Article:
|Titre :||Clinical management of cannabis withdrawal (2022)|
|Auteurs :||J. P. CONNOR ; D. STJEPANOVIC ; A. J. BUDNEY ; B. LE FOLL ; W. D. HALL|
|Type de document :||Article : Périodique|
|Dans :||Addiction (Vol.117, n°7, July 2022)|
|Article en page(s) :||2075-2095|
|Discipline :||TRA (Traitement et prise en charge / Treatment and care)|
Thésaurus TOXIBASECANNABIS ; PRISE EN CHARGE ; SEVRAGE ; SYNDROME DE SEVRAGE ; PHARMACOTHERAPIE ; SYMPTOME ; DIAGNOSTIC ; COMORBIDITE ; ABSTINENCE
BACKGROUND AND AIMS: Cannabis withdrawal is a well-characterized phenomenon that occurs in approximately half of regular and dependent cannabis users after abrupt cessation or significant reductions in cannabis products that contain Delta9-tetrahydrocannabinol (THC). This review describes the diagnosis, prevalence, course and management of cannabis withdrawal and highlights opportunities for future clinical research.
METHODS: Narrative review of literature.
RESULTS: Symptom onset typically occurs 24-48 hours after cessation and most symptoms generally peak at days 2-6, with some symptoms lasting up to 3 weeks or more in heavy cannabis users. The most common features of cannabis withdrawal are anxiety, irritability, anger or aggression, disturbed sleep/dreaming, depressed mood and loss of appetite. Less common physical symptoms include chills, headaches, physical tension, sweating and stomach pain. Despite limited empirical evidence, supportive counselling and psychoeducation are the first-line approaches in the management of cannabis withdrawal. There are no medications currently approved specifically for medically assisted withdrawal (MAW). Medications have been used to manage short-term symptoms (e.g. anxiety, sleep, nausea). A number of promising pharmacological agents have been examined in controlled trials, but these have been underpowered and positive findings not reliably replicated. Some (e.g. cannabis agonists) are used 'off-label' in clinical practice. Inpatient admission for MAW may be clinically indicated for patients who have significant comorbid mental health disorders and polysubstance use to avoid severe complications.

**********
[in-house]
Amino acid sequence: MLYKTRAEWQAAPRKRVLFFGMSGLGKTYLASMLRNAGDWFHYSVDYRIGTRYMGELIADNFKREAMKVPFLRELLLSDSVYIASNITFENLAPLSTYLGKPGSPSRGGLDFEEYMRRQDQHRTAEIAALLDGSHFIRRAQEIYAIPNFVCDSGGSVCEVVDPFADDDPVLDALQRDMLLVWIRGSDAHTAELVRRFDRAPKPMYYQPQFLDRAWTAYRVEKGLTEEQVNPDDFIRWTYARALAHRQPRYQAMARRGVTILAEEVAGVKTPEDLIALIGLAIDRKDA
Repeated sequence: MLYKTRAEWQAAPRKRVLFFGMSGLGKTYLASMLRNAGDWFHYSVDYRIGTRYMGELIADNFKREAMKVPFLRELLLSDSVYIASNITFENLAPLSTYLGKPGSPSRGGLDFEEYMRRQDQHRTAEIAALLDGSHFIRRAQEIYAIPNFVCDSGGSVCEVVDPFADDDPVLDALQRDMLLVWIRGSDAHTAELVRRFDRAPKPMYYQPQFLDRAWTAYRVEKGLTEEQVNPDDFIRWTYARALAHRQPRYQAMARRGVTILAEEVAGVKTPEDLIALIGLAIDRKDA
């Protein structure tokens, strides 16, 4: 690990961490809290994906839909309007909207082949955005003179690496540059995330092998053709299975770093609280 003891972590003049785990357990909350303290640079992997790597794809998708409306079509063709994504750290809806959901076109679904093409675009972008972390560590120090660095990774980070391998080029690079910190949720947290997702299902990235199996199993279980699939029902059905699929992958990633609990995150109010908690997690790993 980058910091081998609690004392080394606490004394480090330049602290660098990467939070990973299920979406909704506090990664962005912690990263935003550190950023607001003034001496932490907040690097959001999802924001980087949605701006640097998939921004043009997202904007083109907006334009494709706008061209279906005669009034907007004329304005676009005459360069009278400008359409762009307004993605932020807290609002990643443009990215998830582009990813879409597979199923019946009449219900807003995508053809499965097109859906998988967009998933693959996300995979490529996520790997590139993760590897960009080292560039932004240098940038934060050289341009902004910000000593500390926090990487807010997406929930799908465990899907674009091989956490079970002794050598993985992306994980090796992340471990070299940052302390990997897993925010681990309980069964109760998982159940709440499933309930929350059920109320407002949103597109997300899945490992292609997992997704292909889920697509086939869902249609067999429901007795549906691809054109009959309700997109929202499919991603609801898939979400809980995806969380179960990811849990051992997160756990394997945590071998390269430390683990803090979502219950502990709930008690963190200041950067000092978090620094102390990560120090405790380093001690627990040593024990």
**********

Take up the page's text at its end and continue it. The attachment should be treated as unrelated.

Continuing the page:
CONCLUSIONS: The clinical significance of cannabis withdrawal is that its symptoms may precipitate relapse to cannabis use. Complicated withdrawal may occur in people with concurrent mental health and polysubstance use.
|Domaine :||Drogues illicites / Illicit drugs|
|Sous-type de document :||Revue de la littérature / Literature review|
|Refs biblio. :||92|
|Affiliation :||National Centre for Youth Substance Use Research, The University of Queensland, St Lucia, QLD, Australia|